I just started and abandoned another one of those serial killer novels. I don’t usually read serial killer novels, even though I am sort of writing aI just started and abandoned another one of those serial killer novels. I don’t usually read serial killer novels, even though I am sort of writing a serial killer series. But really it’s more like an anti- serial killer series.
However, The Silence of the Lambs is one of my all-time favorite books and movies. I teach it in my film classes, I analyze it in my workshops and workbooks. It and Red Dragon are the platinum standard of serial killer novels and probably the reason that I ever pick up any other serial killer novel to begin with. And those books are also the reason that I almost always abandon any serial killer novel almost as soon as I start it – often in disgust and horror. Because let's face it - nobody has ever done it like Thomas Harris. And most attempts are not just bad - they're probably actually harmful.
It was Harris who mythologized the serial killer to classic monster status, although Stevenson’s Jekyll/Hyde, Stoker’s Dracula (supposedly based on the real-life Vlad the Impaler), and various depictions of Jack the Ripper were strong precursors. We are fascinated by the idea of pure evil in a human being. And because of Harris, the serial killer has become an iconic modern monster, like a vampire or werewolf or zombie (maybe replacing the pretty much defunct mummy!).
Because with Red Dragon and The Silence of the Lambs, Harris did a completely brilliant thing. In the 1970’s Special Agents Robert Ressler and John Douglas of the FBI’s Behavioral Science Unit (now called the Behavioral Analysis Unit) began a series of interviews with incarcerated serial killers to see what made these men tick and hopefully develop strategies for catching them. The agents, along with Professor Ann W. Burgess, compiled their findings into a textbook and started to train agents as profilers. This new department got a lot of press and media attention and a large number of authors jumped all over that research. But judging by the books that resulted, very, very few of those authors seem to have actually read those interviews.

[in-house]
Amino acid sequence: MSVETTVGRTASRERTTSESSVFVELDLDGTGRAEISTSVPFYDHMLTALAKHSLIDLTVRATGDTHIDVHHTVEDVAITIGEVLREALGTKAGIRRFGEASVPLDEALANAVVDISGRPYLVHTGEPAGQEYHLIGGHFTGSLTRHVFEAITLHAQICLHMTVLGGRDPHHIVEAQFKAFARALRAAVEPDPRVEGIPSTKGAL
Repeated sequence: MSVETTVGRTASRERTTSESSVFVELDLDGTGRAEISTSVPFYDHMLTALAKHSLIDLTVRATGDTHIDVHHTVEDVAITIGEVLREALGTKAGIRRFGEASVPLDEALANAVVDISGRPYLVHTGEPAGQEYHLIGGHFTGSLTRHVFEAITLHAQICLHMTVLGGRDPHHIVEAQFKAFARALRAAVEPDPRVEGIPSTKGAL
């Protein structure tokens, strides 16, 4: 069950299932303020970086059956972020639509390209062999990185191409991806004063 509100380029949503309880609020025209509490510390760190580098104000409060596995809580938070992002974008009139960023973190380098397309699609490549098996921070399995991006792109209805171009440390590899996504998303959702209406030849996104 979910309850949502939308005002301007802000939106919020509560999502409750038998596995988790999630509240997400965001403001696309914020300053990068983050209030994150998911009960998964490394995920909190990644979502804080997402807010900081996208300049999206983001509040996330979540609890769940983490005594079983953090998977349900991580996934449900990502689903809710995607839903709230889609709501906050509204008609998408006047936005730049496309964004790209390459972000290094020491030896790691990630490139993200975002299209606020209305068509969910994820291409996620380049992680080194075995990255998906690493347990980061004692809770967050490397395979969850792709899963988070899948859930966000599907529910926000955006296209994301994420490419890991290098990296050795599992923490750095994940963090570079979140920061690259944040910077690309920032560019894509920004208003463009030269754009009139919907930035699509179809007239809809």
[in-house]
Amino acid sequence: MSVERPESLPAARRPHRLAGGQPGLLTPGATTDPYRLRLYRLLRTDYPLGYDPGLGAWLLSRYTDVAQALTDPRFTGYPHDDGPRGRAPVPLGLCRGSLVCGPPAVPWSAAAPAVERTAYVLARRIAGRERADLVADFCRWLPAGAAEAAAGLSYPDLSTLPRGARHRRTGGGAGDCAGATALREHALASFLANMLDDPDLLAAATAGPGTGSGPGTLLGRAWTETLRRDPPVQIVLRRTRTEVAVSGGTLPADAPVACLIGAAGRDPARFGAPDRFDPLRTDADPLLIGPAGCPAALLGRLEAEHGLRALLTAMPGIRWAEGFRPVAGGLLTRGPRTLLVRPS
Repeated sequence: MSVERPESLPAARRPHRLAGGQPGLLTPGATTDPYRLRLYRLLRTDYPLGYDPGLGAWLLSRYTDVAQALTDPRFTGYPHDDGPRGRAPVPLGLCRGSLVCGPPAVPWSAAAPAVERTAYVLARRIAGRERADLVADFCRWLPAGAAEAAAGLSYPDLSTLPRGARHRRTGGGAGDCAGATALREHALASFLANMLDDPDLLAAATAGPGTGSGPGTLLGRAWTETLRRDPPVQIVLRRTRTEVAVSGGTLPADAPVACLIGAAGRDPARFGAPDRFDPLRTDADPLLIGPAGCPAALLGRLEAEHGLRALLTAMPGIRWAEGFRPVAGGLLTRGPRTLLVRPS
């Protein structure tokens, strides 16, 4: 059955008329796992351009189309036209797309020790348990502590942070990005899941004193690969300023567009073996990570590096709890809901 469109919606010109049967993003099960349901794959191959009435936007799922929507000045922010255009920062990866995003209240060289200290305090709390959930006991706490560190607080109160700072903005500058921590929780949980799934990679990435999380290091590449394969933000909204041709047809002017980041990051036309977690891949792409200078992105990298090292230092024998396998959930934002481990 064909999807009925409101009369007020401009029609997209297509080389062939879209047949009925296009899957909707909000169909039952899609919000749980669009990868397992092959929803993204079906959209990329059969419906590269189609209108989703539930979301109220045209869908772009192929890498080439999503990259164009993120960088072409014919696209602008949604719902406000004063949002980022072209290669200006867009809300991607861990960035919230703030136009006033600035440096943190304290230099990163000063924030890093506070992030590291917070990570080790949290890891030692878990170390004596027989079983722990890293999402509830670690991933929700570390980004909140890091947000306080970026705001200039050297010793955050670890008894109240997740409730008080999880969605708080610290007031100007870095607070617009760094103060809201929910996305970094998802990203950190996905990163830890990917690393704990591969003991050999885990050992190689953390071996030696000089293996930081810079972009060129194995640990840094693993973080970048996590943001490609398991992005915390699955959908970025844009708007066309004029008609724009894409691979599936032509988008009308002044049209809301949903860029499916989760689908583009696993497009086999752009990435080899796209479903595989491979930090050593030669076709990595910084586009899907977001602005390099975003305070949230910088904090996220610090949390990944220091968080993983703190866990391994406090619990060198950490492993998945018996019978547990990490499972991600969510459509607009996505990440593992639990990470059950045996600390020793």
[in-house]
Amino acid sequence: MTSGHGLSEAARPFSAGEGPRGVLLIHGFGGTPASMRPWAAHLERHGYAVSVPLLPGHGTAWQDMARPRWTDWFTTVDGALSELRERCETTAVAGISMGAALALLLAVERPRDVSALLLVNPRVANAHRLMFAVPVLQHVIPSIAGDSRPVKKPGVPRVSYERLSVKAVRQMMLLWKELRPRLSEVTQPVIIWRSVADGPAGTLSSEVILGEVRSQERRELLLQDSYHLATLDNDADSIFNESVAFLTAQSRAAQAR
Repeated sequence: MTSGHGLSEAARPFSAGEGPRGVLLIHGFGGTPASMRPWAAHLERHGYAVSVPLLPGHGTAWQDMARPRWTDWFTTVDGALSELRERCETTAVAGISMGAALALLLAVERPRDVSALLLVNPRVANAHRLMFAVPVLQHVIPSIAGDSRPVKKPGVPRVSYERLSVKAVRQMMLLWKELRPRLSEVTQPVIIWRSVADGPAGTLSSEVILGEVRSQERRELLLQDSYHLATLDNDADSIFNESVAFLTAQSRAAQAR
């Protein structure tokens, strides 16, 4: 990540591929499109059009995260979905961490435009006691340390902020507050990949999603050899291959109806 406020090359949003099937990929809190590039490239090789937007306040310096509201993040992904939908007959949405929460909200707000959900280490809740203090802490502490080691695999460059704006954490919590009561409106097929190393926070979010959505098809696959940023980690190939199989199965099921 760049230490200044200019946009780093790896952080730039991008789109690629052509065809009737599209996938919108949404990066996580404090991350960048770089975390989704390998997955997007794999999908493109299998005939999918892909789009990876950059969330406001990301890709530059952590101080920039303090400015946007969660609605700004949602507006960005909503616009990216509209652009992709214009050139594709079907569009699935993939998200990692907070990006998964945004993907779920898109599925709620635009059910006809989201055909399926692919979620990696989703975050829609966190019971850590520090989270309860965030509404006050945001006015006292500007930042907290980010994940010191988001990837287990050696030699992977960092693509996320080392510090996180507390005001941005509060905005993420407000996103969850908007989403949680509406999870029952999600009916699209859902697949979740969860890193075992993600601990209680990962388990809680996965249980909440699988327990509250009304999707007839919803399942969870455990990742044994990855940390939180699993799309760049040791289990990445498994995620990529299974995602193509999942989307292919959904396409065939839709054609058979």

Thomas Harris, though, took the same research that was available to everyone, and used a combination of absolutely precise fact and police procedure and a haunting mythological symbolism to create those first two books (and then Hannibal sort of went off the rails, if you ask me…). The result was two of the best horror/police procedural blend novels ever written. The killers Jame Gumb (Buffalo Bill) and Francis Dolarhyde were both more and less than human. And Lecter, of course, is a mythic archetype of the evil genius.
And then everyone jumped on the bandwagon and there are now hundreds of Lecters-lite, if you will.
I love Harris’s first two books for their mythic resonance. But I have a real problem with the way most authors portray serial killers because it’s so incredibly dishonest. They romanticize and poeticize serial killers – portraying them as evil geniuses that play elaborate cat and mouse games with detectives and law enforcement agencies. Yeah, right. These men are not geniuses. They don’t leave poems at crime scenes or arrange their victim’s bodies in tableaux corresponding to scenes of great art or literature. They are vicious rapists who brutalize their victims because the agony of those victims gets the killer off, and a large number of them continue to have sex with the corpses of their victims because they are that addicted to absolute control and possession.